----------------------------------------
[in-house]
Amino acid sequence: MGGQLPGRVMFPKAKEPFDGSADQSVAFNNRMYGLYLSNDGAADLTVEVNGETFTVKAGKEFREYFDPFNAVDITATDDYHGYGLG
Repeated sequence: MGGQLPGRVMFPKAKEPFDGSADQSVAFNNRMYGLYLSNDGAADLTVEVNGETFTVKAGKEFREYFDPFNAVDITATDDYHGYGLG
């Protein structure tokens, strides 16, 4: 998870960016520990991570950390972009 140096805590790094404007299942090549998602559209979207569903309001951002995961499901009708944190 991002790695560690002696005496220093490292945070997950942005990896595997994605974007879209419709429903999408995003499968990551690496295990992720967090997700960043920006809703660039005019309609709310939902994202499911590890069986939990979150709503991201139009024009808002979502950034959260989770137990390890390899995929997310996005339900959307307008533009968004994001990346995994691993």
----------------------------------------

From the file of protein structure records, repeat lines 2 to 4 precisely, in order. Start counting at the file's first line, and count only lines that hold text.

Amino acid sequence: MGGQLPGRVMFPKAKEPFDGSADQSVAFNNRMYGLYLSNDGAADLTVEVNGETFTVKAGKEFREYFDPFNAVDITATDDYHGYGLG
Repeated sequence: MGGQLPGRVMFPKAKEPFDGSADQSVAFNNRMYGLYLSNDGAADLTVEVNGETFTVKAGKEFREYFDPFNAVDITATDDYHGYGLG
């Protein structure tokens, strides 16, 4: 998870960016520990991570950390972009 140096805590790094404007299942090549998602559209979207569903309001951002995961499901009708944190 991002790695560690002696005496220093490292945070997950942005990896595997994605974007879209419709429903999408995003499968990551690496295990992720967090997700960043920006809703660039005019309609709310939902994202499911590890069986939990979150709503991201139009024009808002979502950034959260989770137990390890390899995929997310996005339900959307307008533009968004994001990346995994691993």